The Employee Ownership Association has said clearly "There is no need to dilute the rights of workers in order to grow employee ownership".

But this arrangement has its supporters.  And there are scenarios in which it could work, and work well.

Sufficient consensus will emerge on the impact and value of the statutory rights given up.  An executive in a fast growing company, who would be offered an equity incentive anyway, could find this attractive.  He or she might agree to trade rights for a CGT exemption, particularly if other contractual terms are enhanced as part of the arrangement.

Also, interestingly, this measure has or may have some incidental benefits for employee ownership:

1. This measure has helped raise awareness of the Nuttall Review's vision of employee ownership

The employee shareholder status controversy has helped attract much needed attention towards employee ownership, and so raise awareness of employee ownership. For example, in the House of Lords, Lord Adonis and Baroness Brinton readily stated their support for wider share ownership among employees and the proposals in the Nuttall Review.

2. BIS now has evidence that employment law changes are unlikely to promote employee ownership

In theory, many employee owned companies will naturally follow best practice without needing the law to enforce this.  One of the Nuttall Review recommendations, accepted by the Government, is to assess whether a review of the impact of regulation and, in particular employment law, upon employee owned companies is warranted.  The responses to the Government's consultation on the new employee shareholder status show how important employment law is, to underpin employee rights, even in companies with employee ownership.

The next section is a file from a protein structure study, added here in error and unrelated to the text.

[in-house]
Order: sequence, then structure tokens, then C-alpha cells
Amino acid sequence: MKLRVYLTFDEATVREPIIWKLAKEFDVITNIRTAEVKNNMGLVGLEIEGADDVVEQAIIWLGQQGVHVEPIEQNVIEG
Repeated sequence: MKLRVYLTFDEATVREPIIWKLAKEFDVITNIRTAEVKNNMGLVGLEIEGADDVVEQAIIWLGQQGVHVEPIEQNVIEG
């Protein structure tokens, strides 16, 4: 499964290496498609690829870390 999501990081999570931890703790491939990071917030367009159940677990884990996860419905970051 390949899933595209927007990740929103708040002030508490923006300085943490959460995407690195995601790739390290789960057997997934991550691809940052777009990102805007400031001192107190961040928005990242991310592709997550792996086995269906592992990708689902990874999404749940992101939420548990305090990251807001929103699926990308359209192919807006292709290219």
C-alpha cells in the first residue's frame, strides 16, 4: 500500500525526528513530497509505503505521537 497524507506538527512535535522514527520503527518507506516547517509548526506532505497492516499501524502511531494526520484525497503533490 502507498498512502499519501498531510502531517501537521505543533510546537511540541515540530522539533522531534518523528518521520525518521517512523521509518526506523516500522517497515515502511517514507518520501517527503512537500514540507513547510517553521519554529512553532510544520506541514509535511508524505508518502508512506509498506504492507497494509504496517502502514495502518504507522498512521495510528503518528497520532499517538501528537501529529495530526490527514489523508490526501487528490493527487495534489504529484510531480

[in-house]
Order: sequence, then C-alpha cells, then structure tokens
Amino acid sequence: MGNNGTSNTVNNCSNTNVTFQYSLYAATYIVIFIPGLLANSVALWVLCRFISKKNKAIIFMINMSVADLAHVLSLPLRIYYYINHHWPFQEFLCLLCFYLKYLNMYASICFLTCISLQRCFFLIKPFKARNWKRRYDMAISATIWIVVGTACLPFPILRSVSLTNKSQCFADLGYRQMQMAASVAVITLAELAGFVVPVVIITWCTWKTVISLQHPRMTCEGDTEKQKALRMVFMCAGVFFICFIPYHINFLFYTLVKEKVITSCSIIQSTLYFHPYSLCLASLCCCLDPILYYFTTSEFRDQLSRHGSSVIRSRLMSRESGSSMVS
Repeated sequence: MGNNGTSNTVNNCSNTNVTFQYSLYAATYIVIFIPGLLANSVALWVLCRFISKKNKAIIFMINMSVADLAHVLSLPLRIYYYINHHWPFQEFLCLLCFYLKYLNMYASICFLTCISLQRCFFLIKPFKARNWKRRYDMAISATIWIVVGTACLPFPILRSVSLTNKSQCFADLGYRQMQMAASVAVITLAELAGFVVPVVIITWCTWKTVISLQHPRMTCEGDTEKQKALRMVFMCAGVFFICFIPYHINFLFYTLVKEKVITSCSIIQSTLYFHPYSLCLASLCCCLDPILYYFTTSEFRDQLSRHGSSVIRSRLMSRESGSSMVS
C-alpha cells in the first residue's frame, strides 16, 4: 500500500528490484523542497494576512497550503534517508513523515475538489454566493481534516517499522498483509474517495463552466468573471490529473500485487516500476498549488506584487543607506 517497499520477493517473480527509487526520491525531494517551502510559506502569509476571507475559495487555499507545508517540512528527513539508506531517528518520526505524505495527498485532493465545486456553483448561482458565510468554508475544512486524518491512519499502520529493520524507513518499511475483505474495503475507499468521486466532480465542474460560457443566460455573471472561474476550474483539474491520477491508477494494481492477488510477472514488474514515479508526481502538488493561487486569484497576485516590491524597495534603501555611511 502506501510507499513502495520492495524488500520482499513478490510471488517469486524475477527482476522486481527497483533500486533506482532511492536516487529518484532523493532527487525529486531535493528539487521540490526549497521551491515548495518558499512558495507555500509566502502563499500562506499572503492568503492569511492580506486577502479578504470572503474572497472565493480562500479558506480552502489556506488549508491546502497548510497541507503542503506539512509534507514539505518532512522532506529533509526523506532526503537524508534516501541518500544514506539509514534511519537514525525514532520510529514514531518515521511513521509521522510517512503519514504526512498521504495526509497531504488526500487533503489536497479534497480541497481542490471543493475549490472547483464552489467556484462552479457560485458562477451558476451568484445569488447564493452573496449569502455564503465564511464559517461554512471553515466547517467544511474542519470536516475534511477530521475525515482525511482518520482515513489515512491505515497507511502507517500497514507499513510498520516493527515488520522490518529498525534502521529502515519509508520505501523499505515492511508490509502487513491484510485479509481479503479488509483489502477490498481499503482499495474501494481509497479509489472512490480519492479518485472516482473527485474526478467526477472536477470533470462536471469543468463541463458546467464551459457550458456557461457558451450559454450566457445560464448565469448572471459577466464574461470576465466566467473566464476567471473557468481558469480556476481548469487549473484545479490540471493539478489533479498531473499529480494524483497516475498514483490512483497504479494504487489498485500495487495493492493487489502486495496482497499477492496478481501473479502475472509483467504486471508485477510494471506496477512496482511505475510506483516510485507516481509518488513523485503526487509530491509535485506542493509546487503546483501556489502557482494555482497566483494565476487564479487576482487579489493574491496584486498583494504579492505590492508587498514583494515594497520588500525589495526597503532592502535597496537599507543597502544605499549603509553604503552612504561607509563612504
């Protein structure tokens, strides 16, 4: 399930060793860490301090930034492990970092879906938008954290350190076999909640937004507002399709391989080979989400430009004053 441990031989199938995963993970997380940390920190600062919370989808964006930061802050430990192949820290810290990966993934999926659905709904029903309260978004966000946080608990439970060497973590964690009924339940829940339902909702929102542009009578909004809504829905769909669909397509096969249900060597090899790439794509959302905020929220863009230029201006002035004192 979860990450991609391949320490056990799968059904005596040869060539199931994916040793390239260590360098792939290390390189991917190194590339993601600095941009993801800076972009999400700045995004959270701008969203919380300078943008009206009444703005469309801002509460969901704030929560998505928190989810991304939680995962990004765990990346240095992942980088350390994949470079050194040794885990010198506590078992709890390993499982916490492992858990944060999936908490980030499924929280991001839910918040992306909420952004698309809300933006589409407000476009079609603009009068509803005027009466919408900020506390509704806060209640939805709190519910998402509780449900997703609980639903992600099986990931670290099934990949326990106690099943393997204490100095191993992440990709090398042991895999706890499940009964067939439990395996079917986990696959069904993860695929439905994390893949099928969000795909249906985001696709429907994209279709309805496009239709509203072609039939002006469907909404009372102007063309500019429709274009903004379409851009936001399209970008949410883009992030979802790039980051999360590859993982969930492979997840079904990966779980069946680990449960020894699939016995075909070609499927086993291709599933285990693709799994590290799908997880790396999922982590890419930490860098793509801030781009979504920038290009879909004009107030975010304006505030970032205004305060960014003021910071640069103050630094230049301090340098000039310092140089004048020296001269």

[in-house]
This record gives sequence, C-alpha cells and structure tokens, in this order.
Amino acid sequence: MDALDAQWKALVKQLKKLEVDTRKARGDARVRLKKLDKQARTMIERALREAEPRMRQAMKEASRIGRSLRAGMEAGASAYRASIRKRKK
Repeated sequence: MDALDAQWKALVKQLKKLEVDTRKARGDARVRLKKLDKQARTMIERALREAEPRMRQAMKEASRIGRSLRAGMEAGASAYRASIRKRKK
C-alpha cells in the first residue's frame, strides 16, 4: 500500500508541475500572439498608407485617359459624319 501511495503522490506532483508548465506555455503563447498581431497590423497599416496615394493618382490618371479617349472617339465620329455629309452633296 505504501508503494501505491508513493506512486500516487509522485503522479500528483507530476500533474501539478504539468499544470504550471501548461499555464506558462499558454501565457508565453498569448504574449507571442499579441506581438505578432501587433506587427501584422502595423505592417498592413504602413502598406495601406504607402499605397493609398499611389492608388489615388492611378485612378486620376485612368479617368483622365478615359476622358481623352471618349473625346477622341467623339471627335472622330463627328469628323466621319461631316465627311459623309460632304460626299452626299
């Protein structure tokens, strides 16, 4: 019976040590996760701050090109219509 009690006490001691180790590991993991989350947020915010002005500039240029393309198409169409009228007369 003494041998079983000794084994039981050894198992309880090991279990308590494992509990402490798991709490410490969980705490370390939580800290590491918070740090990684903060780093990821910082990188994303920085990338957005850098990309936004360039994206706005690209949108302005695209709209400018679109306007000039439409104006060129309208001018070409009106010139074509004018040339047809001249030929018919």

3. This new CGT exemption, together with increased tax breaks for enterprise management incentives are encouraging signs that the Government might yet introduce tax changes to encourage employee ownership

Following the Autumn Statement, HM Treasury continues to review employee ownership and has stated "The Government will consider further incentives to support the sector, reporting back at Budget 2013".

4. This measure helps confirm that employee ownership toolkits should concentrate on share capital companies and not, for example, limited liability partnerships ("LLPs")

The Employee and Mutual Ownership team at FFW has occasionally looked at using LLPs as an employee ownership model.  The fundamental problem is asking individuals to give up employment rights and become self-employed partners.  The possible national insurance contributions ("NICs") savings and even a promise to reproduce employment rights through contractual terms in the partnership agreement have never been sufficient to overcome this fundamental problem.  The Nuttall Review's recommended "off the shelf templates" should therefore, as planned, be based around conventional share capital companies and not LLPs, so that this issue does not arise.

In conclusion, no-one attending today's seminar rushed to say they would take advantage of this new measure, whether as an employee or an employer, but interest was expressed.  This measure does cause some confusion, with the aim of promoting employee ownership, although the name change from "employee owner status" has obviously helped.

The challenge is to add this new measure to the range of those available to employers and employees, in a way that is consistent with the promotion of employee ownership.